In the decade and a half following Korean liberation from Japan in 1945, a category of men prowled Seoul’s back alleys and also its halls of power. These figures might be called street leaders, for they were directly linked on one hand to private agents of violence and on the other to the top state and political elites of the country. The most notorious individuals included Kim Tu-han, a gang leader who became an elected politician, and Yi Chŏng-jae, a “political gangster” who helped party politicians with their dirty work. Street leaders like Kim and Yi were on the scene at key moments in the republic’s early political development. An examination of the political careers of Kim and Yi reveals how important cooperation between such actors and elite politicians was to state-building, political mobilization, and design of electoral institutions – processes that created the contemporary South Korean polity. Both the alliances between politicians and street leaders as well as the destruction of those alliances left deep impressions on South Korean politics.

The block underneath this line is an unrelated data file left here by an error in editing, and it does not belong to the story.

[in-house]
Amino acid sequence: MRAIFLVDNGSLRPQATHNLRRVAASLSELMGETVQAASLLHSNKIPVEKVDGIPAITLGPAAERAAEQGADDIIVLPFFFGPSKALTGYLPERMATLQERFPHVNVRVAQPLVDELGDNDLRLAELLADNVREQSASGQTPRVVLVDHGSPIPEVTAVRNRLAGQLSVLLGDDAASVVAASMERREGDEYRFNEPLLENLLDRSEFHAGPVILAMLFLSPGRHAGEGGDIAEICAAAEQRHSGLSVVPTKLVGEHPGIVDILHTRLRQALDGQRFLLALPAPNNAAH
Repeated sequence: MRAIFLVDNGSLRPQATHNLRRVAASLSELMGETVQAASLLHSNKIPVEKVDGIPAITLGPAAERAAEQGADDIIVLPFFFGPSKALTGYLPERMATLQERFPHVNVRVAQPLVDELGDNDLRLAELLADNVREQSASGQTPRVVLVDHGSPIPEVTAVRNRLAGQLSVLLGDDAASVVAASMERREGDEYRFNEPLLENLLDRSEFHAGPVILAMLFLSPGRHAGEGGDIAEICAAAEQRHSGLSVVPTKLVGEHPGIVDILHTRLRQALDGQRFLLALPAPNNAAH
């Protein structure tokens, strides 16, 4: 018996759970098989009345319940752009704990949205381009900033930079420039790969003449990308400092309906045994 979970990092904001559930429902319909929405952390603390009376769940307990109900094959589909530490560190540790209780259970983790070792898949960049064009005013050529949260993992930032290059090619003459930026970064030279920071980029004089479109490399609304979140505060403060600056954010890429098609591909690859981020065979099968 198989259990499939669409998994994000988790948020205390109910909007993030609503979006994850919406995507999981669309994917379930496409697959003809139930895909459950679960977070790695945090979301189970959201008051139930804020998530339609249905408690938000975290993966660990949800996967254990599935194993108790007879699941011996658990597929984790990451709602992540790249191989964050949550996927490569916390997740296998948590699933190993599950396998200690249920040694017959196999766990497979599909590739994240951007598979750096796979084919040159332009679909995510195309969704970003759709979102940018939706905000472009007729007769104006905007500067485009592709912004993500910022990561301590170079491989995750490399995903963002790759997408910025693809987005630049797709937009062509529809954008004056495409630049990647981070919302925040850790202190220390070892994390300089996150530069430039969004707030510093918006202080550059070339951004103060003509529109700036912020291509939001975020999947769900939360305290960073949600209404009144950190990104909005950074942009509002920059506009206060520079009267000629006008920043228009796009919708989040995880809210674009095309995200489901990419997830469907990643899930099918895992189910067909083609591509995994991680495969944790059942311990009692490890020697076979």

Available at: http://works.bepress.com/erikmobrand/1/